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The holiday season is a great time for getting gifts, but an awful time to enroll people in Obamacare, a new analysis finds.
However, enrollment could be boosted if Obamacare's sign-up period was moved forward to months leading up to the tax-filing deadline in mid-April, when people are feeling more flush from refunds and the expectations of them, argued the authors of the article in the journal Health Affairs.
Their report notes that Obamacare's next open enrollment period begins at a time—mid-November—when lower-income people in particular are financially and mentally "stressed by demands of the holiday season," and when they are dramatically less likely to be searching for information about health insurance on the Internet.
Read MoreWhy Obamacare will hurt economy
Those factors, in turn, could dampen overall enrollment in Affordable Care Act exchange-sold plans for such coverage during the Nov. 15, 2014, to Feb. 15, 2015, enrollment window, argued the authors. They also could negatively affect people's ability to select the right health plan, a complicated task for anyone, the paper said.
But the government says nothing is going to change. "Our enrollment period is set," said Aaron Albright, a spokesman for the Centers for Medicare and Medicaid Services, which administers Obamacare.
The Health Affairs authors focused on the effects on lower-income people in their paper because that group tends to make up the bulk of Obamacare enrollees.
"The seasonality of financial and mental stress has serious implications for the ACA's goals of maximizing enrollment in marketplace health plans and maintaining a healthy mix of enrollees with low and high risks of having high medical expenses," wrote authors Katherine Swartz and John Graves.
"Given what is known about how financial stress affects people's bandwidth for making decisions, holding open enrollment just before or during the holiday season is a mistake."
And that effect could become more pronounced after this year, when Obamacare's open enrollment periods are scheduled to run only over two months, from Oct.15 to Dec.15.
The authors suggested moving those enrollment periods to between Feb. 15 and April 15 of each year, when "many lower income people receive their income tax refunds and [earned-income tax credit] payments then, so they are more likely to have the mental bandwidth about their health insurance options and to enroll in a plan."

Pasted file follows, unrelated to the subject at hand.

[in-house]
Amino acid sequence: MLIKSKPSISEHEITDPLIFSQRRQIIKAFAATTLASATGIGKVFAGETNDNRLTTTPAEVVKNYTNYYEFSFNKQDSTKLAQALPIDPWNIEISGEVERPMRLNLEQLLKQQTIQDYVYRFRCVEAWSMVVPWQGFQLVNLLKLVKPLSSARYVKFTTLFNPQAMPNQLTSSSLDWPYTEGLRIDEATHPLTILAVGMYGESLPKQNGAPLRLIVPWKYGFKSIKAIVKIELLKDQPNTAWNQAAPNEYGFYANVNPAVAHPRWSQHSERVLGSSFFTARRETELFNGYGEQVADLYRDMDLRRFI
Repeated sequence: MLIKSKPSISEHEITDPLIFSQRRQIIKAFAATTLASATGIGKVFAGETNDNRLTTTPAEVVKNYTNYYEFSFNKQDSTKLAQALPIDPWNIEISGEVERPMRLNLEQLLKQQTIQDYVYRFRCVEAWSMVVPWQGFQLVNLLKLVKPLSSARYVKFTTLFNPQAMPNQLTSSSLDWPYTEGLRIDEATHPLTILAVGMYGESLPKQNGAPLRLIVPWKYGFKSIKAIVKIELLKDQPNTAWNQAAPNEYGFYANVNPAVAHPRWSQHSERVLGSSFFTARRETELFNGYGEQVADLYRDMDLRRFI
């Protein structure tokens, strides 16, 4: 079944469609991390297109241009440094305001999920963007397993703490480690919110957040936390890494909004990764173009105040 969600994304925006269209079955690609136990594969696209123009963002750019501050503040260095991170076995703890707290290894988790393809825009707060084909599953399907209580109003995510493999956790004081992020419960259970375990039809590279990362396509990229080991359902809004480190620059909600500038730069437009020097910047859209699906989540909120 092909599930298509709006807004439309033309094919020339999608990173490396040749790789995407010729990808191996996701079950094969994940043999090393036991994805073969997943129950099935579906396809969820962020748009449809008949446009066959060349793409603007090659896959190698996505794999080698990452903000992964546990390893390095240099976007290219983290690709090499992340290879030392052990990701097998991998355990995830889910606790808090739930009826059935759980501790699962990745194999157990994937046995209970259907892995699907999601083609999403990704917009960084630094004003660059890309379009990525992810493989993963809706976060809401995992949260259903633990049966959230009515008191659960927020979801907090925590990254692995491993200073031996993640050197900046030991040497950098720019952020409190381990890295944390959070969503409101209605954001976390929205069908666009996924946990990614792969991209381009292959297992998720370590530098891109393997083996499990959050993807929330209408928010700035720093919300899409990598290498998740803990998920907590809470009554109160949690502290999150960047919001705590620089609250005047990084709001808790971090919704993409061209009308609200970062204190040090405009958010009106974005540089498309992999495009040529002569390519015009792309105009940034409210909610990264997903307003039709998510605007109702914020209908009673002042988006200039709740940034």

Obamacare's first open enrollment period, for the 2014 plan year, lasted a bit longer than six months, from Oct. 1, 2013, through mid-April, in most states. Eight million people selected individual health plans via government-run insurance exchanges during that time.
But with the exception of next year, subsequent open enrollment periods will closely mirror similar insurance sign-up windows for group insurance plans offered to workers by their employers, that is, right before the winter holiday season and the end of the year.
The authors for their research used the Google Trends tool to pull weekly data on search "queries related to financial security and health insurance." The authors focused on search terms that included "cash advance," "payday loan," or "payday advance," as well as searches about savings accounts and tax refunds.
The data showed that "seasonal trends in financial insecurity were more pronounced in the summer months and just before the holiday season," they wrote. On the other hand, there was a jump in search terms suggesting that people felt more financially secure in the period from January to April.
"Internet searches for information on health insurance also displayed significant seasonality, with query volume dropping substantially during the holiday season," the authors noted.
"Search volume then spiked considerably just after the holiday and leaving into the new year. This evidence is consistent with the notion that people may lack the mental bandwidth to make complex decisions during the holiday season but that once it ends, they begin to think more comprehensively about their plans for next year."
George Brandes, director of tax preparer Jackson Hewitt's health-care programs said, "We have always been convinced that tax filing is the key to helping folks buy health coverage under the ACA."
"This new evidence shows that not only would tax time enable more people to sign up, it's also a time of lower financial stress, so people can make better decisions about the coverage to buy," Brandes said.
—By CNBC's Dan Mangan.